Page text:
Terrorism knows no boundaries, as the people of Manchester, England, learned to their dismay on May 22. Twenty-two were killed and dozens more wounded while leaving a pop concert, in an attack that targeted mostly children and their parents.
Israelis, of course, are familiar with the phenomenon, having lived in the crosshairs of fanatical killers for decades now. Often the victims are young people – as targets of the terrorists, but also as grieving family members left to carry on after the death of a loved one. In Israel, OneFamily has been helping the victims of terrorism cope with their situations, whether through counselling, financial assistance, help in schooling, family care or providing them with moral support, so victims know they are not alone. It’s something the Brits may one day be forced to adopt, as well.
Last week, five young women from Israel took a vacation to Toronto through a OneFamily Fund Canada program to find respite from the stresses of daily life, which has been made that much harder because they have all lost a family member to terrorism.
Orit Mark, 17, lost her father, Rabbi Michael Mark, in an attack on their car only 11 months ago. Her mother, Noa, was shot through the eye and survived, though she still hasn’t recovered and will have to travel to Baltimore this summer for further surgery to treat her injury.
Orit Mark, whose older sister, Shira, was a shinshin (young emissary) in Toronto about six years ago, said that “everything is so hard and different,” since the loss of her father. “If you’re happy, it goes to the other side. If you get married, your father won’t be there. My sister had a baby and our father was not there.”
Even though her mother survived, she is not the same. Her wounds prevent her from resuming full family life, though she tries when she can “to take care of us,” Mark said. “But she can’t do everything.”
Mark is grateful to the role played by OneFamily, which has eased the stress on her and her nine brothers and sisters.
“A lot of people want to support you, help you and they care about your life,” she said.
She’s particularly grateful – and astounded – that this support carries over to Canada.
“When I hear that people from Canada do all these things, the trip [to Canada], the camp, it was a shock. Why do they care for us?” she asked.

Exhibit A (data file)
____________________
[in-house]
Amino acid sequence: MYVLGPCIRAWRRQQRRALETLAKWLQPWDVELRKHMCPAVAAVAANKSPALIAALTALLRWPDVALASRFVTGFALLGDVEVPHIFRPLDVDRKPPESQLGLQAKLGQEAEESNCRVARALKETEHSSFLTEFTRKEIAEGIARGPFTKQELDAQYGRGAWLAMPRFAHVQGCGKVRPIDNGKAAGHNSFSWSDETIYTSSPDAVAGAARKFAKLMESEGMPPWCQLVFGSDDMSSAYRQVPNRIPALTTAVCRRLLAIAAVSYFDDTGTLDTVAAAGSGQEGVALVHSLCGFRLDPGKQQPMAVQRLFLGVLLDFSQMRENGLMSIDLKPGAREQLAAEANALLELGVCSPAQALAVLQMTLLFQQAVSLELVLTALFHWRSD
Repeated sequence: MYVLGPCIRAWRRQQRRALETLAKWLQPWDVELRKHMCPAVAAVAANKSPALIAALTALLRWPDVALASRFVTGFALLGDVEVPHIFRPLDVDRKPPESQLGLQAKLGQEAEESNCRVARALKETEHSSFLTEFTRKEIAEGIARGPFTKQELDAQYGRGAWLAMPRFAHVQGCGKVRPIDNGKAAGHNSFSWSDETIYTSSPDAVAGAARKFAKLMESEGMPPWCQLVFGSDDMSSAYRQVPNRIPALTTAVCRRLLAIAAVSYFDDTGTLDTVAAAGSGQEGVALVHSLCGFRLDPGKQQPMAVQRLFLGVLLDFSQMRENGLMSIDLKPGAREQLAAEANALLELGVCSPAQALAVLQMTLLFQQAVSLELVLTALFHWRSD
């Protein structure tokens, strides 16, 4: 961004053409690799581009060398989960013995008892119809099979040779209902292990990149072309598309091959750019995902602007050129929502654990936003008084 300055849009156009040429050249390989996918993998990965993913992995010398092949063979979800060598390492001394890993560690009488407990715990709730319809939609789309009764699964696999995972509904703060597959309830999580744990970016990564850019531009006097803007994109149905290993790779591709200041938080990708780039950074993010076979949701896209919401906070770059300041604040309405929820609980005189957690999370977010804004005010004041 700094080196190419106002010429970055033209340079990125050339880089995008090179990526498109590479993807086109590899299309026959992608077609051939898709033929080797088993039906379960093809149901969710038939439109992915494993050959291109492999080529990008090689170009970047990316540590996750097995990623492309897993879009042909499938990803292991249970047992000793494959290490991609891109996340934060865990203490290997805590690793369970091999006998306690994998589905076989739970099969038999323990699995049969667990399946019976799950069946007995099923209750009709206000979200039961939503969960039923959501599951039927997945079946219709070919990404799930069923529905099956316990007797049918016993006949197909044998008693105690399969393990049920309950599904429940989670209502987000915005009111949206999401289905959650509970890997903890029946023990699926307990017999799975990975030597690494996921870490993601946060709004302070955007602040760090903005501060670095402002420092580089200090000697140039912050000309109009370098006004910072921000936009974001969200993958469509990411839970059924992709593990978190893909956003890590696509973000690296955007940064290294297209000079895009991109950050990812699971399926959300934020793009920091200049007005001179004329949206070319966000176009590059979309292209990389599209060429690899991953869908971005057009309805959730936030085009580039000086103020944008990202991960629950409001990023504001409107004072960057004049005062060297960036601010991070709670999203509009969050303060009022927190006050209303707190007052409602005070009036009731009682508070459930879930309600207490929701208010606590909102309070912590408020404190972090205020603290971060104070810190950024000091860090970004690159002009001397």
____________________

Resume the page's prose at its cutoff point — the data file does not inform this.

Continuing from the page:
Travelling with four other victims of terrorism was particularly satisfying, she said. They understand what each is going through and the vacation allows you to “relax and enjoy,” she said.
Shayna Applebaum, 28, lost her father, David, and sister, Nava, in a suicide bombing on the Hillel Cafe in Jerusalem.
The attack took place 14 years ago, the night before Nava was to be wed. She had gone out for a treat and her father, who headed the emergency department at Shaare Zedek Medical Centre, went with her.
Back home, the family heard the explosion nearby, but weren’t surprised when David didn’t return. He usually headed straight to the hospital to attend to the wounded following terrorist attacks, Applebaum said.
This time, of course, was different. He and Nava were among the victims of the Hamas bombing.
Nava, only 20 at the time, “was a lot of fun,” Shayna recalled. “She had just finished her second year of national service,” helping children afflicted with cancer. “We always sang at home – always. We hung out. She cared for us a lot.”
Although Nava and her father have been gone for 14 years, “we feel it every day,” she said.
Still, life goes on. Applebaum sees her sister’s fiancé occasionally. He has since married and has children of his own.
Shayna was married, too, and has three children. The oldest, David, is named after her father. He was born in Shaare Zedek eight years to the day after the fatal bombing. Applebaum’s daughter, now two, was named Nava, after her late sister.
Applebaum has been a supporter of OneFamily since she was 12, when her friend, Michal Belzberg, started the organization.
Belzberg was also 12 at the time and was getting ready to celebrate her bat mitzvah when the Sbarro Pizzeria in Jerusalem was bombed. Fifteen people were killed in the attack. As in Manchester, parents and children bore the brunt of the bombing.
“We had to do something for the victims,” Belzberg said, recalling the incident.
She asked her parents to cancel her bat mitzvah and to donate money to the victims. From that gesture, OneFamily was born.
Over the years, OneFamily has provided legal, financial and emotional support to victims of terrorism.
“We help people get on their feet,” she said. To date, 12,000 people, a fraction of all those in Israel affected by terrorist attacks, have benefited from OneFamily’s programs.
“There are so many more. Everyone in Israel knows someone murdered, injured or affected by terrorism,” Belzberg said.
OneFamily has had a presence in Canada for 13 years. It raises more than $1 million a year for terror victims.
There are people whose lives could change enormously if Canadians “adopted” them and helped them with the difficulties of life after a loved one was killed, Belzberg said.